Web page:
One of the ever-evolving joys of gaming has been that playing videogames allows players an opportunity to do things they'd never do in real life. Gamers can be space heroes, Navy SEALS, ancient warriors, or in my case, great golfers. Sure, I can hear it now—"Mike, you could just go out to one of the millions of golf courses in America and actually play the game"—and while this is true, it's oh so much easier to just sit on my couch with a game like Tiger Woods PGA Tour. I don't have to pay greens fees, I don't have to walk, I don't have to buy a set of clubs, and most importantly, I don't have to wear ugly shirts. Yes, videogame golf may well be one of mankind's greatest creations and Hot Shots Golf 3 was quite arguably the zenith of the genre. So, when Hot Shots Golf Fore turned up on my doorstep, I settled in to see what developers Clap Hanz had done, this generation, with one my favorite games.
The first thing gamers who spent time with Hot Shots Golf 3 will notice is that this installment looks more like an expansion to that game than a brand new title. Yes, there are tweaks and additions (most notably the long-awaited inclusion of online play with Sony's Network Adaptor) but underneath it, this is HSG3 with a new coat of paint. The courses from the last game are back, as are many of the players and caddies along with several new courses, new characters (including unlockables like Ratchet and Jak), and the return of mini-golf. And while the game may seem more like an expansion than a new title, it's really not an issue since so much of the material is included to refine the HSG3 experience. Because of this, players who spent hundreds of hours with the previous game will still find a lot to like in this update—the additions are almost entirely there to make the game more complex and more realistic (or at least as realistic as a game featuring a dog caddy can be…).
More casual players likely won't notice the many subtle changes to the core gameplay, but that doesn't mean they won't still benefit from them. As with previous installments, Hot Shots Golf Fore sticks with the traditional three-click swing mechanic. While more realistic golf sims like Tiger Woods have moved on to an analog swing system using the controller's sticks, HGS sticks with what's worked through the first three installments. This is not to say the three-click swing system hasn't been tweaked—it has. However, like everything else in the game, the tweaks are so small many people won't notice them right off the tee.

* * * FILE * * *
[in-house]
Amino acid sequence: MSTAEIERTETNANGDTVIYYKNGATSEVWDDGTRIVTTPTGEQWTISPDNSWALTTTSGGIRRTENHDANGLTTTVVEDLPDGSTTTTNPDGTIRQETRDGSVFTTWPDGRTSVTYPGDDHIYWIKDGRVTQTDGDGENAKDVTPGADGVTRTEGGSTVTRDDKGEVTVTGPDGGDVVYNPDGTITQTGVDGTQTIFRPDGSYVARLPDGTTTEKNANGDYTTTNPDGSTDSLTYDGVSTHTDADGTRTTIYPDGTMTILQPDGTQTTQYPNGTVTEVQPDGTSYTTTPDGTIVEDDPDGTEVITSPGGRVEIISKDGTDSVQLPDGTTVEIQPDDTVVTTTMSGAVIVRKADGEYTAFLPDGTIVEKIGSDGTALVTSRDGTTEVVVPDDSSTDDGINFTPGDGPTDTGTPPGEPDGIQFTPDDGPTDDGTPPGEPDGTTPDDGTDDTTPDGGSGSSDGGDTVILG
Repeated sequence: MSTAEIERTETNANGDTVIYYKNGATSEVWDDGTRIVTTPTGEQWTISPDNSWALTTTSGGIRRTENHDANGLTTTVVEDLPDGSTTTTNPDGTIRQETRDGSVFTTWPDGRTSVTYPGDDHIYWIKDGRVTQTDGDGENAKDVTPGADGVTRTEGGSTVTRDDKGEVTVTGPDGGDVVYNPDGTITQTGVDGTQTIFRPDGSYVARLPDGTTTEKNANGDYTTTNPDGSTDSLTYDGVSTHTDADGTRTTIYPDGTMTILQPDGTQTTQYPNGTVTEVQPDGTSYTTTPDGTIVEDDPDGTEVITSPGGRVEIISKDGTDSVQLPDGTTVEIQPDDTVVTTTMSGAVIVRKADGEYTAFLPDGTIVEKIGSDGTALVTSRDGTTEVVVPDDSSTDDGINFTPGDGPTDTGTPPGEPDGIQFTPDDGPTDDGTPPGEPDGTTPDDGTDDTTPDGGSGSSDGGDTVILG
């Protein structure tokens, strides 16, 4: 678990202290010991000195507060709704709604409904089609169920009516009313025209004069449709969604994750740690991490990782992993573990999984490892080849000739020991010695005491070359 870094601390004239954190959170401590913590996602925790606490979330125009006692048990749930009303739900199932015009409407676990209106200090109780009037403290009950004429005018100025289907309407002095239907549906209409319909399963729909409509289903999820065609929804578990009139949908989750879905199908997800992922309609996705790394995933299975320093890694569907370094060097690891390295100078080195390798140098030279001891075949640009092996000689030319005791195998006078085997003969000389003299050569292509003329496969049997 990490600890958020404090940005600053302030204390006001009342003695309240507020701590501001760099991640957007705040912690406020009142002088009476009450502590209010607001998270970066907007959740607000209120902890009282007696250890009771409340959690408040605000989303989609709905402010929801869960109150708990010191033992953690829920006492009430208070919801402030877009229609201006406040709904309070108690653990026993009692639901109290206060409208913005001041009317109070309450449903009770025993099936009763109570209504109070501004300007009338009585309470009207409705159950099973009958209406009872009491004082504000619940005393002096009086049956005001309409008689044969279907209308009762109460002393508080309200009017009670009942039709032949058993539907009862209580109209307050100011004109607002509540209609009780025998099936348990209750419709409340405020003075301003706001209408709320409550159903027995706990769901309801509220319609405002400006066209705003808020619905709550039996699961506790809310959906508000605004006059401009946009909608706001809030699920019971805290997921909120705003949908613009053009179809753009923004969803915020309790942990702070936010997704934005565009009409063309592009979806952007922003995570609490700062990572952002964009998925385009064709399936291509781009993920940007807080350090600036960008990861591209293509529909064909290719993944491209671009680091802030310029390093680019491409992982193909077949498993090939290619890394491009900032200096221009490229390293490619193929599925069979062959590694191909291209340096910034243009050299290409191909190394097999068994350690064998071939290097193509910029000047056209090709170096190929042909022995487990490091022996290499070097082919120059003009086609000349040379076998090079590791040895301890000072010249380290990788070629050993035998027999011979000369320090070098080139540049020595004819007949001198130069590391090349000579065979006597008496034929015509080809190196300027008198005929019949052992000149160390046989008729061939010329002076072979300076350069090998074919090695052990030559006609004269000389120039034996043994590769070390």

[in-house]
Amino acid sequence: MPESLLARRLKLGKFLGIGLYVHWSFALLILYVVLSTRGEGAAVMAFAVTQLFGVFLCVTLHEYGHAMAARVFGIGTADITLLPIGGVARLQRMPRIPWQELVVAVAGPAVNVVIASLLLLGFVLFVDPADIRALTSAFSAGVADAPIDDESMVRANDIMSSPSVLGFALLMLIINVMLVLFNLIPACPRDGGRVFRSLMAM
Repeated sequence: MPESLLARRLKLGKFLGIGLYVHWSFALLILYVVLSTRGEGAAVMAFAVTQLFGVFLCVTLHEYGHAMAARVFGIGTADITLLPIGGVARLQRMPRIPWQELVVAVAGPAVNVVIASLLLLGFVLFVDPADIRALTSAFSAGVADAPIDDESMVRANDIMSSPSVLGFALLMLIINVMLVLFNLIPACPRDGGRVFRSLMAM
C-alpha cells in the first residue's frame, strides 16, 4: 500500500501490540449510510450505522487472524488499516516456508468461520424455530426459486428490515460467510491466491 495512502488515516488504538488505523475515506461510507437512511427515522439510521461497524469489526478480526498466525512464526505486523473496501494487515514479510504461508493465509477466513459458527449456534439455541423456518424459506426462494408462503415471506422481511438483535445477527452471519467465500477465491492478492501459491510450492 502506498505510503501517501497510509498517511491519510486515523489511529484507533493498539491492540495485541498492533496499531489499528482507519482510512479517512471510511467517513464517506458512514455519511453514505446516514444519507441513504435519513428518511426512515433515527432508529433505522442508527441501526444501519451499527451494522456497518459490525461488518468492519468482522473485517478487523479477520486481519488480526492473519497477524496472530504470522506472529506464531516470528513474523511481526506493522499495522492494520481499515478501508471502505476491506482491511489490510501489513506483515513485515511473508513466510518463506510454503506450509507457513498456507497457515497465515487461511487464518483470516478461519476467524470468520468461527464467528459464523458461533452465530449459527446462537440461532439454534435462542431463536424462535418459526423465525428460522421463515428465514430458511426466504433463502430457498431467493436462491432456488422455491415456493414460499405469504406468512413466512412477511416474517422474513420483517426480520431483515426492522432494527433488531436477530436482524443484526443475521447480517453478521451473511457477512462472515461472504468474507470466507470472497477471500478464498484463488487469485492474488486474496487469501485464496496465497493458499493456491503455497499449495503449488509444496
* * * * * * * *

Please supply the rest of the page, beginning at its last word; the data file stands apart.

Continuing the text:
Perhaps the most notable enhancement is in the accuracy portion of the bar. In previous games, this part of the swing mechanic featured a small pink sweet spot surrounded by some red areas. Hitting the pink squarely meant players hit a straight shot. Landing in the red meant the shot would have some hook or some slice to it. Landing squarely in the red meant the player was essentially screwed as the shot would often go nowhere. In this year's game, the red area features an even darker red segment. Rather than avoiding this though, the game wants players to hit it—because landing there means the player hits a sort of super shot—the ball stays straight and covers some extra distance while in the air, but won't roll after landing. This adds an extra dimension to a lot of shots, particularly since aiming for the red is such a risk—there's no room for error with these shots as missing the dark red means the player has hit an awful shot instead.
One of the more interesting features in this installment is the inclusion of a "beginners club," which allows players who are new to the game to get in on the action right away. Rather than featuring the three-click swing system, players using the beginners set only have to time the distance of the shot—the accuracy is automatic. This is a nice way to allow new players to get used to how the game works, but it's unfortunate that the club has become a crutch for online players who want to win at all costs.
Speaking of online, the biggest selling point of Hot Shots Golf Fore is undoubtedly the inclusion of online play. While HSG3 got a ton of play here at Casa de Bracken when friends were over, there's nothing quite like being able to log in and find a match at any time of the day or night. Taking the game online is simple and user-friendly as it features an easy-to-use menu system and lots of lobbies. Online play is divided into two forms: a four-player match or a tournament with up to 50 other people. Both formats are fun, and allow players to see where they stack up against the rest of the country. The only downside here is the lack of a voice-chat option. Trust me, a golf game like this one needs voice chat for trash talking.